julienrf / scalm   1.0.0-RC1


Elm-inspired Scala library for writing web user interfaces

Scala versions: 2.12
Scala.js versions: 0.6


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Elm-inspired Scala library for writing web user interfaces.


scalm supports Scala 2.12 and Scala.js 0.6.

Since scalm uses a JavaScript library (snabbdom) under the hood, you will have to use scalajs-bundler:

// project/plugins.sbt
addSbtPlugin("ch.epfl.scala" % "sbt-scalajs-bundler" % "0.9.0")
// build.sbt
libraryDependencies += "org.julienrf" %%% "scalm" % "1.0.0-RC1"


Elm Architecture

Scalm provides a runtime environment for executing applications designed according to the Elm architecture.

In essence, the state of the application is modeled by an immutable Model, events that change the state of the application are modeled by an immutable Msg type, state transitions are implemented by a (Msg, Model) => Model function, and finally, a Model => Html[Msg] function defines how to render the state of the application in HTML.

Reacting to User Input

Here is how the usual counter example looks like with scalm:

import scalm.{Html, Scalm}
import scalm.Html._
import org.scalajs.dom.document

object Counter {

  def main(): Unit = Scalm.start(document.body)(init, update, view)

  type Model = Int

  def init: Model = 0

  sealed trait Msg
  case object Increment extends Msg
  case object Decrement extends Msg

  def update(msg: Msg, model: Model): Model =
    msg match {
      case Increment => model + 1
      case Decrement => model - 1

  def view(model: Model): Html[Msg] =


Dealing With Effects

In the architecture presented above, the state of the application evolves with DOM events but there is no way to perform HTTP requests or register a timer. We call this kind of actions “effects”. We classify them into two groups: commands and subscriptions. Commands let you do stuff, whereas subscriptions let you register that you are interested in something. You can find more information on effects here.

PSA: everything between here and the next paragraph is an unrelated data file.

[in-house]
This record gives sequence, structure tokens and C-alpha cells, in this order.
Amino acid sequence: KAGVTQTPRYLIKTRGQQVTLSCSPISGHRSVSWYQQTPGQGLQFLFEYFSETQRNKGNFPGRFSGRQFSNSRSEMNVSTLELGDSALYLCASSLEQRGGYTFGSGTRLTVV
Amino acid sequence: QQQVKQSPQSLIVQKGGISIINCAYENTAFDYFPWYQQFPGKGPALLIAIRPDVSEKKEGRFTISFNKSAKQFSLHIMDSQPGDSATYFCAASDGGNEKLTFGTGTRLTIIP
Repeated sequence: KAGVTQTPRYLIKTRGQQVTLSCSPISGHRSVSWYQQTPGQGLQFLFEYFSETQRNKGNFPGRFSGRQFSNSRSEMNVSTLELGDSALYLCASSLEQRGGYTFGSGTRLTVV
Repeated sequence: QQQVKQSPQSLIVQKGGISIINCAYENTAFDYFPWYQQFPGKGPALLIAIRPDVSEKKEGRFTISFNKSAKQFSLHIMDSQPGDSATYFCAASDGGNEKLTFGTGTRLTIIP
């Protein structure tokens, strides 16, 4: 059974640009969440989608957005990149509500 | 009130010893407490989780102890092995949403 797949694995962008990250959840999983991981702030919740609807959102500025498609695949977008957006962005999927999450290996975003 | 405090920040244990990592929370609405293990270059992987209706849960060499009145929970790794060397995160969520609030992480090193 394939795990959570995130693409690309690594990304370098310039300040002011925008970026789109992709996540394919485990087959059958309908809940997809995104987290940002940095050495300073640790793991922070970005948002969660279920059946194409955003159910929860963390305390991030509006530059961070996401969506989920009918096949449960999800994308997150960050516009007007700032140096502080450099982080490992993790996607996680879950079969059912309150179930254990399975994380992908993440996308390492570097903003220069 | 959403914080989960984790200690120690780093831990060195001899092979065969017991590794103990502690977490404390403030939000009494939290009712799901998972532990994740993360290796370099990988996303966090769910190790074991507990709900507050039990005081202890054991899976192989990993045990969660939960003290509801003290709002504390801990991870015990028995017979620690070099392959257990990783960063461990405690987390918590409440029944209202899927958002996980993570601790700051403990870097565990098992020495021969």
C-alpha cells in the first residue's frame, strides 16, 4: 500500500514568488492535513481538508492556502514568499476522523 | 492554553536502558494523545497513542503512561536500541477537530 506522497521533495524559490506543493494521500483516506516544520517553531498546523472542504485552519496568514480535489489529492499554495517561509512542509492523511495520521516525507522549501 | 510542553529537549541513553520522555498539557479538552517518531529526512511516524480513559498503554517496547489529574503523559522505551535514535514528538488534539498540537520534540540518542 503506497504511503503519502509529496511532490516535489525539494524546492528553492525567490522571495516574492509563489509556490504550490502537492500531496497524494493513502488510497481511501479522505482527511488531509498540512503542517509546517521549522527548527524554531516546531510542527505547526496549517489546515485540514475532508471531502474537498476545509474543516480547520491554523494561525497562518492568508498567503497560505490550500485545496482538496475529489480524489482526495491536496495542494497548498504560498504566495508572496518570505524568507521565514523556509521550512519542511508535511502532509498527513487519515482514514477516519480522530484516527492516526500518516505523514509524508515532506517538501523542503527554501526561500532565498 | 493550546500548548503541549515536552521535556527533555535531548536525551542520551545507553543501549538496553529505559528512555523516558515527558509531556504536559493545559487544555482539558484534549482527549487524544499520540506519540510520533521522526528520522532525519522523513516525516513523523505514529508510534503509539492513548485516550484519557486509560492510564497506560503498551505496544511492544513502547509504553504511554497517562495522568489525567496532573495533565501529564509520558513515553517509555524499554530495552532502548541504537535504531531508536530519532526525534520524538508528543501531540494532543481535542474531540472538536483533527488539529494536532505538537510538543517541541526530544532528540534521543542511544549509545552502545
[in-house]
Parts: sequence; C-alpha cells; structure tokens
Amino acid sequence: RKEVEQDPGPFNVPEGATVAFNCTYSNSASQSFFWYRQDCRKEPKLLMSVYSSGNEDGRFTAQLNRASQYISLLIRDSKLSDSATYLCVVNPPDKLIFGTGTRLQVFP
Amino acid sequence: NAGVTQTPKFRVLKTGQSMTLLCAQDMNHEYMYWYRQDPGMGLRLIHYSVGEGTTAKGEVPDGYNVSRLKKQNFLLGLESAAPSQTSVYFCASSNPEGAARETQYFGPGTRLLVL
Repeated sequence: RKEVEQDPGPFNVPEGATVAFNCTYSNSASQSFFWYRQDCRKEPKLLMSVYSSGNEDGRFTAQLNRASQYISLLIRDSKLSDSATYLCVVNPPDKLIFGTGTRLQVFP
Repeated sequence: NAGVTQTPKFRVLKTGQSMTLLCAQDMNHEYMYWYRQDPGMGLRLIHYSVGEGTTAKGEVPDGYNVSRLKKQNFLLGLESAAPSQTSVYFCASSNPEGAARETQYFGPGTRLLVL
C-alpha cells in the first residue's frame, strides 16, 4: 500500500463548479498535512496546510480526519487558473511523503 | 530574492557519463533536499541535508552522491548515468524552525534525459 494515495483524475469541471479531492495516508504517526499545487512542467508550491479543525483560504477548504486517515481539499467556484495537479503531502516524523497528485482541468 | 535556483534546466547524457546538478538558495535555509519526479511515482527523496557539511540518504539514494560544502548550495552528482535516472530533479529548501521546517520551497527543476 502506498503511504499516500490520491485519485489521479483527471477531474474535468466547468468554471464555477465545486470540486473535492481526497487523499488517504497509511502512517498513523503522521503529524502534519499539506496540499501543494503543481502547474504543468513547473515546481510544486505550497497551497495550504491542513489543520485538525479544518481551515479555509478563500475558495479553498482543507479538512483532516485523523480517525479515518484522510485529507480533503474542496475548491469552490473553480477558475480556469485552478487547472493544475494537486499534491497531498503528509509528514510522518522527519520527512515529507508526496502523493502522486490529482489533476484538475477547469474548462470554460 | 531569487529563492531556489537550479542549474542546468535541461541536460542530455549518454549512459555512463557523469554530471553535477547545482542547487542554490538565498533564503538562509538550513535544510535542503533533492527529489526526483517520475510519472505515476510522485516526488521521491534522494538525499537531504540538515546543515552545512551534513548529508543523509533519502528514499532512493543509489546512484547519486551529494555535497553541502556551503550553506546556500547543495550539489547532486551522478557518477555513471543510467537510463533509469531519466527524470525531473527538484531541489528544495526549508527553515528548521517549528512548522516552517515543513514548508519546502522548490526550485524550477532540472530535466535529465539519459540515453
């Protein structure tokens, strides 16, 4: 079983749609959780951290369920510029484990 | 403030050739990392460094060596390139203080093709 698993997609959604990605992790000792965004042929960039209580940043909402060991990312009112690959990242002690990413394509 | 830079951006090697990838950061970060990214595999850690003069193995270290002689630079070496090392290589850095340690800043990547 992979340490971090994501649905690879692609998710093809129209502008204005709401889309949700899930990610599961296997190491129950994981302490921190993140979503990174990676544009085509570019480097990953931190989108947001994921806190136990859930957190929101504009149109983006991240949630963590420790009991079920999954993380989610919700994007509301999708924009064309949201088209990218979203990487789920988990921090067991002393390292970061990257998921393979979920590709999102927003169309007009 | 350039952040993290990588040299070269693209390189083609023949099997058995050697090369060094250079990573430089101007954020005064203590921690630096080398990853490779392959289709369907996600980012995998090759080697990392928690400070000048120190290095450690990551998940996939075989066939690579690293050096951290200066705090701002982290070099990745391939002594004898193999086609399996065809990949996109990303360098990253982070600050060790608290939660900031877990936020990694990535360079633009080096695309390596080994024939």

Here is how the clock example looks like in scalm:

import scalm.{App, Cmd, Html, Scalm, Sub}
import scalm.Html._
import org.scalajs.dom.document

import scalajs.js
import concurrent.duration.DurationInt

object Clock extends App {

  def main(): Unit = Scalm.start(this, document.body)

  type Model = js.Date

  def init: (Model, Cmd[Msg]) = (new js.Date(), Cmd.Empty)

  case class Msg(newTime: js.Date)

  def update(msg: Msg, model: Model): (Model, Cmd[Msg]) =
    (msg.newTime, Cmd.Empty)

  def subscriptions(model: Model): Sub[Msg] =
    Sub.every(1.second, "clock-ticks").map(Msg)

  def view(model: Model): Html[Msg] = {
    val angle = model.getMinutes() * 2 * math.Pi / 60 - math.Pi / 2
    val handX = 50 + 40 * math.cos(angle)
    val handY = 50 + 40 * math.sin(angle)
    tag("svg")(attr("viewBox", "0, 0, 100, 100"), attr("width", "300px"))(
      tag("circle")(attr("cx", "50"), attr("cy", "50"), attr("r", "45"), attr("fill", "#0B79CE"))(),
      tag("line")(attr("x1", "50"), attr("y1", "50"), attr("x2", handX.toString), attr("y2", handY.toString), attr("stroke", "#023963"))()



To my experience, correctly implementing a user interface is hard.

The very disciplined Elm programming model helps me a lot to reason about the user interface implementation.

More specifically, in this programming model the mapping between the state of the application and the rendered HTML is easy to follow. Furthermore, commands and subscriptions simplify resource management a lot (you don’t have to worry about cancelling some event handler anymore, this is taken care of by the runtime).

On the other hand, the architecture is, by design, not extremely efficient: on each event the entire application state is recomputed. We use a virtual-dom technique to patch the DOM as efficiently as possible, but still, that’s a lot of work that’s not needed with approaches like monadic-html or Binding.scala.